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Displaying records 1 through 10 of 15 found.

MCH Policy and Advocacy: A Focused Look. Year Developed: 2018. Source: University of Illinois at Chicago. Presenter(s): Arden Handler, DrPH. Type: Video. Level: Intermediate. Length: 75 minutes total, broken up into 10 short videos.

Annotation: This learning opportunity was recorded from the 2018 policy and advocacy lecture that Dr. Handler presented to her class at the University of Illinois at Chicago. It is divided in 10 short videos for ease of engagement. In the presentation, she outlines key advocacy components, the difference between case and class advocacy, and a review of policy and advocacy through the history of MCH. She explains current trends and the need for ongoing education and advocacy at national, state, and local levels. It concludes with current advocacy laws and a summary of the topic grounded in the current public health environment.

Learning Objectives: • Understand the strategic differences between advocacy and community organizing/community empowerment strategies. class issues, compromise, internal vs. external agents of change, and the difference between advocacy from the left and from the right. • Be able to to connect women and children's topics when advocating for services and discusses using children as a population group to address broader issues of social justice. • Synthesize the differences of case and class advocacy. • Become familiar with the history of advocacy related to MCH. • Understand how the advocacy process works. • Be able to use strategies in three main categories to advance MCH topic areas. • Be able to develop a plan to follow current lobbying laws appropriately.

Technical Assistance: Foundations of Grant Writing. Year Developed: 2015. Source: Office of Minority Health. Presenter(s): Michelle Loosli, Margaret Korto. Type: Webinar Archive. Level: Introductory. Length: 90 minutes. 2013 version

Annotation: This introductory webinar, for community-based organizations that want to respond to federal funding opportunity announcements, covered the basics -- from how to register in the System for Award Management (SAM) to the key sections in funding announcements to successful strategies for responding.

Learning Objectives: • Identify key steps to apply for federal grants • Review the critical elements of proposals and grants • Discuss strategies related to federal competitions

Special Instructions: Registration required to view archive.

Introduction to Proposal Writing. Year Developed: 2015. Source: Foundation Center. Presenter(s): Caroline Herbert. Type: Video. Level: Introductory. Length: 28 minutes. YouTube Video

Annotation: This webinar describes the proposal writing process, through answering frequently encountered questions, and providing examples of the various sections of a proposal. It is most applicable to research or program project proposals. Specifically, the webinar reviews proposal planning, contents, and packaging; it also addresses the steps to take after submission. The webinar is offered both in recorded form, as a self-paced elearning course, and live on certain dates; it is also available in Spanish.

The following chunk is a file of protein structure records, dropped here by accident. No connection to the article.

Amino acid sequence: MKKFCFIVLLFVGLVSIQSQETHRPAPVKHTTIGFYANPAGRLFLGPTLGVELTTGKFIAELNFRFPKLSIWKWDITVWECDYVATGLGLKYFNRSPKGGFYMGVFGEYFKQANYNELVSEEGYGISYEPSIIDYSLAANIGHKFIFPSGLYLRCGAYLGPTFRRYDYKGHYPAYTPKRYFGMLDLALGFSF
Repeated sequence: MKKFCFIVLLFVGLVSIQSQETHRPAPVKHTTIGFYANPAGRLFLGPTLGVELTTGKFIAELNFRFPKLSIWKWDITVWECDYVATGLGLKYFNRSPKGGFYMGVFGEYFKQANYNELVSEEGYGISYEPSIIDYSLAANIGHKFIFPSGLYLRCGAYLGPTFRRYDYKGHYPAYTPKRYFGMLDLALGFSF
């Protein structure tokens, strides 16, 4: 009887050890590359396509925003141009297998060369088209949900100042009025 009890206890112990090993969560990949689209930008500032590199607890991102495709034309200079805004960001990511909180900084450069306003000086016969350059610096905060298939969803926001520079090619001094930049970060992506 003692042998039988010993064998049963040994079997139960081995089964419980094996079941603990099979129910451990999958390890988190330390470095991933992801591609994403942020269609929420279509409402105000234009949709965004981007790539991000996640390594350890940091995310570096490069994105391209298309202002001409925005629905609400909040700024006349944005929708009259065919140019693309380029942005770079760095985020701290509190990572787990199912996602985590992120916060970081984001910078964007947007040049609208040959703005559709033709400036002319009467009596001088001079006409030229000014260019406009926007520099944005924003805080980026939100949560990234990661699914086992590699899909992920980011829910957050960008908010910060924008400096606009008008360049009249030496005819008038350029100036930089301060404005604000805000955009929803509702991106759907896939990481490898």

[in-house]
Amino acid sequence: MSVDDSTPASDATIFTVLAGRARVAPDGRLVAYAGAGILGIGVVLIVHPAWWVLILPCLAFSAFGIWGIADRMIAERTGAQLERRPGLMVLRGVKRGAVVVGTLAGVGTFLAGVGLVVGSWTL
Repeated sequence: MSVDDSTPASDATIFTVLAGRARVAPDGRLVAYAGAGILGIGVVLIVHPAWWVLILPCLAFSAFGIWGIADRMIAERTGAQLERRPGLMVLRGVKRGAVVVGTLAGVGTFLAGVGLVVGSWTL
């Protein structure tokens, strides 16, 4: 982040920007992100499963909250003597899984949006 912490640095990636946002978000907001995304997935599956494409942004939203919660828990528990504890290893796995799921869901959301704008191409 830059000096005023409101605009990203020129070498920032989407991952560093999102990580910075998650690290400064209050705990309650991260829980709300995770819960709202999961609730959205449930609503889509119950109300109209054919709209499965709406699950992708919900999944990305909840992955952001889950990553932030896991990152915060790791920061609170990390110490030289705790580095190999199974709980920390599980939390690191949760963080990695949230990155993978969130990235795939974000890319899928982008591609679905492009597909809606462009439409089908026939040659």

Learning Objectives: • How the proposal fits into the overall grant-seeking process. • What to include in a standard proposal to a foundation. • Tips for making each section of your proposal stronger. • What funders expect to see in your proposal and attachments. • Tips for communicating with funders during the grant process. • Additional resources on proposal writing, including sample proposals.

Special Instructions: To access presentation, scroll down to "Online Classes" click on "Introduction to Proposal Writing Webinar". The next page will have a link "Watch the Webinar" at the bottom of the page.

Fundamentals of Writing a Responsive Grant Application. Year Developed: 2015. Source: U.S. Health Resources and Services Administration. Presenter(s): n.a.. Type: Webinar. Level: Introductory. Length: 78 minutes.

Annotation: Topics include grant application basics; writing a narrative that matches review criteria; how application pieces fit together to respond to the funding opportunity announcement; and a question and answer session with grant management experts. Links to additional downloadable materials are included.

Planning and Budgeting for Public Health: Part II - The Budget. Year Developed: 2013. Source: University of Minnesota School of Public Health. Presenter(s): Anne Barry, JD, MPH. Type: Online Course. Level: Introductory. Length: Self-paced. List of all courses

Annotation: All in the practice of public health know the importance of financial resources to carry out their activities. This very basic introduction course provides a definition of the growing field of public health finance, assists students to develop a working knowledge of the planning cycles in governmental public health organizations, understand how to navigate and use budget planning documents, forecasts, governmental financial statements, and grants to support important public health activities and priorities.

Learning Objectives: • Define public health finance • Describe the Minnesota budget and forecast process • Explore public finance using examples from Minnesota health department s budget • Develop an understanding of financial statements • Understand the basics of grant proposals

Special Instructions: To access this course, you first need to create an account

Continuing Education: 0.1 CEU/CE; 1 CPHCE

Planning and Budgeting for Public Health: Part I - The Business Plan. Year Developed: 2013. Source: University of Minnesota School of Public Health. Presenter(s): Anne Barry, JD, MPH. Type: Online Course. Level: Introductory. Length: Self-paced. List of all courses